A U.S. court of appeals will again hear arguments on whether Americans born in Jerusalem can have “Israel” listed as their birthplace in their passports.
Nathan Lewin, the lawyer who last year won a Supreme Court decision requiring lower courts to resolve the issue, this week said that new hearings will begin on March 19 in the U.S. Court of Appeals for the District of Columbia.
An array of Jewish groups had joined Lewin in pressing the courts to allow a hearing in the case of Menachem Zivotofsky, whose family for years has sought to force the State Department to name Israel as his birthplace, citing a 2002 law.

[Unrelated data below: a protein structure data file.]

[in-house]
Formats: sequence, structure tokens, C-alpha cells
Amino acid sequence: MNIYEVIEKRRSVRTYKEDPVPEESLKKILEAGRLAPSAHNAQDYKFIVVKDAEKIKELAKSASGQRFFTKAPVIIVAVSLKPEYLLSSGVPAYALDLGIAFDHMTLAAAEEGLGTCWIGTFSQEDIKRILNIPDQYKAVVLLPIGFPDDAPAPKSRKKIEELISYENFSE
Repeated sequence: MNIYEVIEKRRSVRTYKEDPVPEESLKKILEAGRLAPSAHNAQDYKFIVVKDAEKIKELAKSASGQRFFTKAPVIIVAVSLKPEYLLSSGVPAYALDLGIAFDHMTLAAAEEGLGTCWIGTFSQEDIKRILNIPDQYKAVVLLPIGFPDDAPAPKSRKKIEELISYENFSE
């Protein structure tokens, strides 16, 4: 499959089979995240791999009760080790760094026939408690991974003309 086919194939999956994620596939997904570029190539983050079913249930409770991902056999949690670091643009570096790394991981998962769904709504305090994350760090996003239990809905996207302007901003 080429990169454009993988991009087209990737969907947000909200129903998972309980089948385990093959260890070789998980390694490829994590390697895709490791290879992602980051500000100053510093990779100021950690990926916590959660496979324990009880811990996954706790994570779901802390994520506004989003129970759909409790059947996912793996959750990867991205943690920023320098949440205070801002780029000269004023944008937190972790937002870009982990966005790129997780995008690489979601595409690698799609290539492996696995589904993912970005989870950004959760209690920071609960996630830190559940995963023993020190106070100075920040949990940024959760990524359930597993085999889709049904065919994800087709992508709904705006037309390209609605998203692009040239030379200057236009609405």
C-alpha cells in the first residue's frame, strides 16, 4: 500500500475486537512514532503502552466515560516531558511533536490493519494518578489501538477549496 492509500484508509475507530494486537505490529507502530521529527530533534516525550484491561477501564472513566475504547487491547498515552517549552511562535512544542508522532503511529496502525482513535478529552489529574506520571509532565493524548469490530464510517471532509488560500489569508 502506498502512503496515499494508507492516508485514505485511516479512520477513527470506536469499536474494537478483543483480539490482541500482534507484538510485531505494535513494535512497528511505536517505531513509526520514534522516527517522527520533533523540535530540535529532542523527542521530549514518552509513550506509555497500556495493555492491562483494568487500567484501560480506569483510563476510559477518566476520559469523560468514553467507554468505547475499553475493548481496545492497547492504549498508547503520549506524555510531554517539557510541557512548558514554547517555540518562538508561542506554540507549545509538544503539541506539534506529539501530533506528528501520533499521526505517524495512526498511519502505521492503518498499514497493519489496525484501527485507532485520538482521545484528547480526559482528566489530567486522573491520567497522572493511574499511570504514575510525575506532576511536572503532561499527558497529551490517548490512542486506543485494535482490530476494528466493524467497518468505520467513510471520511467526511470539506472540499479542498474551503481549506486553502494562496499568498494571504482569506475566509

President George W. Bush signed the law, but refused to implement it, citing executive prerogative in foreign policy. President Obama has continued that practice.
Last year’s 8-1 Supreme Court decision overruled lower court decisions that maintained that the judicial branch does not have authority to determine foreign policy.
This story "Appeals Court To Reconsider Jerusalem Passport Case" was written by JTA.